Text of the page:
US419282A - Jeremiah o meara - Google Patents

Jeremiah o meara Download PDF

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US419282A
US419282A US419282DA US419282A US 419282 A US419282 A US 419282A US 419282D A US419282D A US 419282DA US 419282 A US419282 A US 419282A
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crucible
heat
vessel
heater
wires
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    • FMECHANICAL ENGINEERING; LIGHTING; HEATING; WEAPONS; BLASTING
    • F17STORING OR DISTRIBUTING GASES OR LIQUIDS
    • F17CVESSELS FOR CONTAINING OR STORING COMPRESSED, LIQUEFIED OR SOLIDIFIED GASES; FIXED-CAPACITY GAS-HOLDERS; FILLING VESSELS WITH, OR DISCHARGING FROM VESSELS, COMPRESSED, LIQUEFIED, OR SOLIDIFIED GASES
    • F17C7/00Methods or apparatus for discharging liquefied, solidified, or compressed gases from pressure vessels, not covered by another subclass
    • F17C7/02Discharging liquefied gases
    • F17C7/04Discharging liquefied gases with change of state, e.g. vaporisation

Description

(No Model.) I 2 Sheets-Sheet 1. J. OMEARA.
1 ELECTRIC STEAM GENERATOR.
N0. 419,282. PatentedJan. 14, 1890.,
WJZWIBSSES I M dllorne}.
2 Sheets-Sheet 2 (N0 Mod e1.)
J. OMEARA.
ELECTRIC STEAM GENERATOR.
No. 419,282. Patented Jan. 14, 1890.
may.
41; Allorney,
N. PETERS. Ptmo-Lithcanpmn Wnhinmm, D C.
UNITED STATES PATENT OEEIcE.
JEREMIAH OMEARA, OF NEW YORK, N. Y.
ELECTRIC STEAM-G EN ERATOR.
SPECIFICATION forming part of Letters Patent No. 419,282, dated January 14, 1890.
Application filed April 2, 1889. Serial No. 305,669. (No model.) I
To all whom it may concern.-
Be it known that I, JEREMIAH OMEARA, a citizen of the United States, residing at New York, in the county of New York and State of New York, have invented a certain new and useful Improvement in Hotater or Steam Generators, of which the followingis a full, clear, and exact description.
'This invention relates to an apparatus for heating water or producing steam for heating purposes especially; but it may be used also for power.
In the preferred form. of my invention I employ a vessel, hereinafter called a crucible of refractory material, which is rendered incandescent by means of an electric current, or by means of any other heat-producing agent, which preferably will not evolve smoke or other noxious products of combustion. This crucible contains a vessel for holding water which is to be heated or turned into steam or a heated slug.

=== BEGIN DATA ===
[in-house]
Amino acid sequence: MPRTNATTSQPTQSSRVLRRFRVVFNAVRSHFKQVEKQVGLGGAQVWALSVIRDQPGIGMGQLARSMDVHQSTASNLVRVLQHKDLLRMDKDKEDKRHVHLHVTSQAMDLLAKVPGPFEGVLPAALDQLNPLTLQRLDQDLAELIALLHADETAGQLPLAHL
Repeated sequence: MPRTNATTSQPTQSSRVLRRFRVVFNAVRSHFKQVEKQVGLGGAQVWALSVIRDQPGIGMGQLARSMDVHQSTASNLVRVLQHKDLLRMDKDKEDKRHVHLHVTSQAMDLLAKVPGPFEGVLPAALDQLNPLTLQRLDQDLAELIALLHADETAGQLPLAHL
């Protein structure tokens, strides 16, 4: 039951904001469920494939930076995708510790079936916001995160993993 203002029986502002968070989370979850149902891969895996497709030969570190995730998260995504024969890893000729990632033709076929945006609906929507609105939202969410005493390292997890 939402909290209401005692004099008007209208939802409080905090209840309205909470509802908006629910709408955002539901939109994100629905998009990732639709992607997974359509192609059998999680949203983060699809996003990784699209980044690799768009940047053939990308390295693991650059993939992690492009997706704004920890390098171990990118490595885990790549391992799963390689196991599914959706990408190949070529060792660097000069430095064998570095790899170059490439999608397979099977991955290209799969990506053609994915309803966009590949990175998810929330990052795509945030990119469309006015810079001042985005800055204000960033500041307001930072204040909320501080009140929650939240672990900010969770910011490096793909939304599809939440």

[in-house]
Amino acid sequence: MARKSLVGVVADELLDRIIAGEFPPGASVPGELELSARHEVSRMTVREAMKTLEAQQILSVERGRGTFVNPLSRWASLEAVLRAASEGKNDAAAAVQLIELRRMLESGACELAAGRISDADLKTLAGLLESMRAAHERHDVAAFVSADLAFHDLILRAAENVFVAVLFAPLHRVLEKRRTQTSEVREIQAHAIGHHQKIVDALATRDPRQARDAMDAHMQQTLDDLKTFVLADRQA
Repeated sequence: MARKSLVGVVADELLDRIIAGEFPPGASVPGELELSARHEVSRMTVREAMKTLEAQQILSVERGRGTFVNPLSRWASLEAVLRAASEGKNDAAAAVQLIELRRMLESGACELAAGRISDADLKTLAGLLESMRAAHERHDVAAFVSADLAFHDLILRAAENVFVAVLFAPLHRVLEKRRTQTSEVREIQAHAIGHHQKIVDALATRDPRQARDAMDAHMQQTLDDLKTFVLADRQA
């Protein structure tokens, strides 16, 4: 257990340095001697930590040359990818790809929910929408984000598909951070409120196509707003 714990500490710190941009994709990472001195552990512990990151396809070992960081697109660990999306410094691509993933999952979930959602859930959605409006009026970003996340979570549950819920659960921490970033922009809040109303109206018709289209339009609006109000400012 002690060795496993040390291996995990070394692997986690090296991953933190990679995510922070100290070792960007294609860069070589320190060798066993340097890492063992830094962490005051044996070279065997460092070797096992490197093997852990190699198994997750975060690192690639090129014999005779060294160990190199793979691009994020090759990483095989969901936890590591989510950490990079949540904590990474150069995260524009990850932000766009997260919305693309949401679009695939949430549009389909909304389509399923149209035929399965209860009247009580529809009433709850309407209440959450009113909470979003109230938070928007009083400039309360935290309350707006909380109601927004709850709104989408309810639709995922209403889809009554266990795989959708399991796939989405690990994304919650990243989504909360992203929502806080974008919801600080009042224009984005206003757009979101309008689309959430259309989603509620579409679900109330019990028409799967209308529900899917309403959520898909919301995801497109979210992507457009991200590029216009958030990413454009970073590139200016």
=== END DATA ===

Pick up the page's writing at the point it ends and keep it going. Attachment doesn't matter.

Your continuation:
\Vith this general description of the invention' I will proceed now to explain the principle thereof and the best mode in which I contemplate applying that principle, and will finally particularly point out and distinctly claim the invention.
In the accompanying drawings, illustrating my invention, in the several figures of which like parts are similarly designated, Figure 1 is an elevation of the plant with the heater in vertical section. Fig. 2 is a sectional elevation of another form of the heater. Fig. 3 is an elevation of the crucible and boiler detached. Fig. 4 is a vertical section of a modified form of crucible; and Fig. 5 is asectional elevation of my heater, with a Bunsen burner applied as the heat-producing agent.
I will describe first the various forms of heater herein shown, and then explain their 5, may be a tube of any suitable material and construction closed at top and bottom and provided with a water-induct o and an outlet cl, or it may consist of a dome I), having Water-legs 11 but I do not limit my invention to any particular form of water-vessel. This water-vessel is placed Within the crucible, but preferably out of contact therewith, and therefore so as to take up the heat from the crucible by radiation rather than by contact, the utility of this arrangement being that the vessel 7) will not be readily burned out.
The vessel 1) is made detachable from the crucible, or the two are easily separable for repairs and for other purposes. The crucible a is arranged within an outer vessel 6, of any construction and material, but preferably of metal for strength and durability, and of much larger diameter than the said crucible, and the space between the crucible a and the vessel 6 is filled with asbestus or other nonconductor of heat f.